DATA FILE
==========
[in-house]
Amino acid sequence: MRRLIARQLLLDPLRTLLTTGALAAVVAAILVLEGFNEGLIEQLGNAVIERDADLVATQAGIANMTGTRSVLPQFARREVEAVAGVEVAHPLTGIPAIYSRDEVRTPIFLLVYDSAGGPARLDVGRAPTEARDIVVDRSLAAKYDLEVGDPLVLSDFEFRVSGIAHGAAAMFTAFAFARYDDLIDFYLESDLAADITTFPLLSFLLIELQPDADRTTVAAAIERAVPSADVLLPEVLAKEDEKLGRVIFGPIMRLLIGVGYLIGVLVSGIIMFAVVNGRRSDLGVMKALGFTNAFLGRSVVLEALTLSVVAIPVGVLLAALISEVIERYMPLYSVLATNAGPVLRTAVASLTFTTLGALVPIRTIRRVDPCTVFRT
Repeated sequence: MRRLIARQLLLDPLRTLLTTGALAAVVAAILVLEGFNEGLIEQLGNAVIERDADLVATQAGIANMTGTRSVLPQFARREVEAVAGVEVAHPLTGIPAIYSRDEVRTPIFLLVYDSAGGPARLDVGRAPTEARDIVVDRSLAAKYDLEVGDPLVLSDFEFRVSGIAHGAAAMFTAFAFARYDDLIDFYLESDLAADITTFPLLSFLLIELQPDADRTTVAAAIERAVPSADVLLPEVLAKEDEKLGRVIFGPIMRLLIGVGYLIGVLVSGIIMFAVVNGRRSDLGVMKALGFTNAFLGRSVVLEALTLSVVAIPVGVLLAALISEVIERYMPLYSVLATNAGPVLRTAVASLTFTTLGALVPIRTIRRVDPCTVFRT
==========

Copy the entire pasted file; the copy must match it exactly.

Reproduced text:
[in-house]
Amino acid sequence: MRRLIARQLLLDPLRTLLTTGALAAVVAAILVLEGFNEGLIEQLGNAVIERDADLVATQAGIANMTGTRSVLPQFARREVEAVAGVEVAHPLTGIPAIYSRDEVRTPIFLLVYDSAGGPARLDVGRAPTEARDIVVDRSLAAKYDLEVGDPLVLSDFEFRVSGIAHGAAAMFTAFAFARYDDLIDFYLESDLAADITTFPLLSFLLIELQPDADRTTVAAAIERAVPSADVLLPEVLAKEDEKLGRVIFGPIMRLLIGVGYLIGVLVSGIIMFAVVNGRRSDLGVMKALGFTNAFLGRSVVLEALTLSVVAIPVGVLLAALISEVIERYMPLYSVLATNAGPVLRTAVASLTFTTLGALVPIRTIRRVDPCTVFRT
Repeated sequence: MRRLIARQLLLDPLRTLLTTGALAAVVAAILVLEGFNEGLIEQLGNAVIERDADLVATQAGIANMTGTRSVLPQFARREVEAVAGVEVAHPLTGIPAIYSRDEVRTPIFLLVYDSAGGPARLDVGRAPTEARDIVVDRSLAAKYDLEVGDPLVLSDFEFRVSGIAHGAAAMFTAFAFARYDDLIDFYLESDLAADITTFPLLSFLLIELQPDADRTTVAAAIERAVPSADVLLPEVLAKEDEKLGRVIFGPIMRLLIGVGYLIGVLVSGIIMFAVVNGRRSDLGVMKALGFTNAFLGRSVVLEALTLSVVAIPVGVLLAALISEVIERYMPLYSVLATNAGPVLRTAVASLTFTTLGALVPIRTIRRVDPCTVFRT